The TD's decision: Ojay 3/4, Boris 1/4. Jaws dropped throughout the tournament hall, and Sampson and Hrini lost all composure. The two players attacked the TD, stabbing him repeatedly with the pointed ends of bishops. And you all know the rest of the story - despite the famous "bloody bishop" and several hundred DNA samples that appeared to link Sampson to the murder, Ojay was acquitted thanks to Corkin's brilliant defense. Corkin's allegations that Ojay had been framed by a jealous former spouse (who had died three months before the actual homicide) led to a unanimous verdict from the jury, who were all then invited to the huge victory party at the Sampson estate that evening. Meanwhile, Hrini, a man of modest income, was sentenced to six life sentences and would likely have gotten the chair had not the jury recommended leniency because "he seems like a really nice man".

Of course, as chess players we are not interested in debating the ludicrous way our judicial system works. (Leave space here for the's disclaimer that the opinions expressed in this article do not necessarily reflect the viewpoints of the staff.) As chess players, the only question that interests us is: "How can my knowledge of the Sampson case make me a better player?" Well, OK, I suppose the answer to that question is: It can't. However, the murky finish to the Sampson-Hrini game brings up a good point about a certain peculiar aspect of chess, that being the stalemate rule. So, let's talk about the stalemate rule, the one rule of chess whose illogic gives the American justice system a run for its money.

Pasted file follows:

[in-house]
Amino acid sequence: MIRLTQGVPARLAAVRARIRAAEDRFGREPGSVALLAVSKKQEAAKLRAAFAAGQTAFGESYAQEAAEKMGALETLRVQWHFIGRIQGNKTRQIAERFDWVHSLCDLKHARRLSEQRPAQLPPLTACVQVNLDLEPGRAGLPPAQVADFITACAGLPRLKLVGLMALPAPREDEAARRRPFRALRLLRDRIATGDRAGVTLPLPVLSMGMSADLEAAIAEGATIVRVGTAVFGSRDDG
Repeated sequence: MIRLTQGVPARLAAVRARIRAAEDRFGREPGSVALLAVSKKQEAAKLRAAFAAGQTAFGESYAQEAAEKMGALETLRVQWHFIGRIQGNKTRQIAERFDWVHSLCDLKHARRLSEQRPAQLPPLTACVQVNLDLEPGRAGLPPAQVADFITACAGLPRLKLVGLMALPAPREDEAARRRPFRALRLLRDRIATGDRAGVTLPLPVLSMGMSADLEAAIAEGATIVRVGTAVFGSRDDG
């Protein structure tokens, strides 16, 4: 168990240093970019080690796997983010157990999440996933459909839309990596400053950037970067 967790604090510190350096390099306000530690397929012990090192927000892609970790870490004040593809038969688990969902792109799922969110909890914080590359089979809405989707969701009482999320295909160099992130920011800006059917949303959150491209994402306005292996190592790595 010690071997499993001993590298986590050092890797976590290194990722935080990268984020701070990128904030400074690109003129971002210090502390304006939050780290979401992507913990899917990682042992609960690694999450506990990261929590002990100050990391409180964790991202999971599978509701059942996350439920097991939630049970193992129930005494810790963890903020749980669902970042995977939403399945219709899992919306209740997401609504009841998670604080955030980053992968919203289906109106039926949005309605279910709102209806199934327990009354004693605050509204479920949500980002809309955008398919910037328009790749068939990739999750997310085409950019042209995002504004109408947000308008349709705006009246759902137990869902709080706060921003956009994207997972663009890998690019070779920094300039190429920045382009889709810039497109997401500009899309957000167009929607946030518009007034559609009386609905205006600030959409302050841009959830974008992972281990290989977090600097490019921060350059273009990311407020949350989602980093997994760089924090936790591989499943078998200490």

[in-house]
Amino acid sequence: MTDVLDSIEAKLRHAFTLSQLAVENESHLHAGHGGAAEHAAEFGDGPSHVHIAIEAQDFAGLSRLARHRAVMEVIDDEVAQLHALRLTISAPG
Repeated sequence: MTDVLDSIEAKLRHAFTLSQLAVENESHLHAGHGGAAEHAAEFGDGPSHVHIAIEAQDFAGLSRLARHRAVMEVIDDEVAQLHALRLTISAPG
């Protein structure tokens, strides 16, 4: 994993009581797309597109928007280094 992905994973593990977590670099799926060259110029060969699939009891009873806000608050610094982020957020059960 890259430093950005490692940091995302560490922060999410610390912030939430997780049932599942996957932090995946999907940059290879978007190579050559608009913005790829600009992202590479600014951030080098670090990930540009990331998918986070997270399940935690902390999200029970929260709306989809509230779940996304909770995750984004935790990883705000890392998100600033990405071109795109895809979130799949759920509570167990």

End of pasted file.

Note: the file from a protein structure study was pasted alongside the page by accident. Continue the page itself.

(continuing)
As we all know, a stalemate occurs when a player is not in check, but his position is so dire he cannot make a single move without exposing his king to capture. The verdict in this scenario: Drawn. Now, think about this objectively for a moment. Does this result make sense to you? If a golfer hits a ball so far into the woods he has no shot, would it make sense to award him a par? If a boxer has been pummeled to the point where he can no longer defend himself, would it make sense to call the fight a draw? Clearly, the rule is illogical. Far more logical would be to treat a stalemate position is a kind of "zugzwang checkmate" - the king, under compulsion to move, must surrender in lieu of throwing himself to the wolves.